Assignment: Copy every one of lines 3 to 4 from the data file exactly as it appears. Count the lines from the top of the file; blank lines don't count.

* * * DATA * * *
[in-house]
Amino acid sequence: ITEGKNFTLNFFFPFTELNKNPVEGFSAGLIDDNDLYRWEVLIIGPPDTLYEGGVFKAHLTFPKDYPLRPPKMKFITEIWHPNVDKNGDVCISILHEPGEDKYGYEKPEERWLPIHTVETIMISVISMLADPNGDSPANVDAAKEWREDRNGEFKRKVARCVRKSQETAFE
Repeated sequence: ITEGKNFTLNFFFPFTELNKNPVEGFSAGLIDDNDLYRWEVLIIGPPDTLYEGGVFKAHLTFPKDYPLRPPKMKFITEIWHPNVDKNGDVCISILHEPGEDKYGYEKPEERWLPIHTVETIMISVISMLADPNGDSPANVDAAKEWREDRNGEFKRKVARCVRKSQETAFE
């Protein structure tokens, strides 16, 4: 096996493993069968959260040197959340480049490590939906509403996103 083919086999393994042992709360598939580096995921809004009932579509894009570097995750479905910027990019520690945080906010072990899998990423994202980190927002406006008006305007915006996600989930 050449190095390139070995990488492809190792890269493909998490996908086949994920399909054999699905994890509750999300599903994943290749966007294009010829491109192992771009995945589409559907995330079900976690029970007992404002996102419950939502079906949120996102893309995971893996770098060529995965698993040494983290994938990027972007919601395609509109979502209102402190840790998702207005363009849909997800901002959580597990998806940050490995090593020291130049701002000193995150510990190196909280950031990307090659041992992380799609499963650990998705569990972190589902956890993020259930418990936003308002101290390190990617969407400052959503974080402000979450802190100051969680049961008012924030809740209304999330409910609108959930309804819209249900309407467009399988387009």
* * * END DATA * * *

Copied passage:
Repeated sequence: ITEGKNFTLNFFFPFTELNKNPVEGFSAGLIDDNDLYRWEVLIIGPPDTLYEGGVFKAHLTFPKDYPLRPPKMKFITEIWHPNVDKNGDVCISILHEPGEDKYGYEKPEERWLPIHTVETIMISVISMLADPNGDSPANVDAAKEWREDRNGEFKRKVARCVRKSQETAFE
């Protein structure tokens, strides 16, 4: 096996493993069968959260040197959340480049490590939906509403996103 083919086999393994042992709360598939580096995921809004009932579509894009570097995750479905910027990019520690945080906010072990899998990423994202980190927002406006008006305007915006996600989930 050449190095390139070995990488492809190792890269493909998490996908086949994920399909054999699905994890509750999300599903994943290749966007294009010829491109192992771009995945589409559907995330079900976690029970007992404002996102419950939502079906949120996102893309995971893996770098060529995965698993040494983290994938990027972007919601395609509109979502209102402190840790998702207005363009849909997800901002959580597990998806940050490995090593020291130049701002000193995150510990190196909280950031990307090659041992992380799609499963650990998705569990972190589902956890993020259930418990936003308002101290390190990617969407400052959503974080402000979450802190100051969680049961008012924030809740209304999330409910609108959930309804819209249900309407467009399988387009």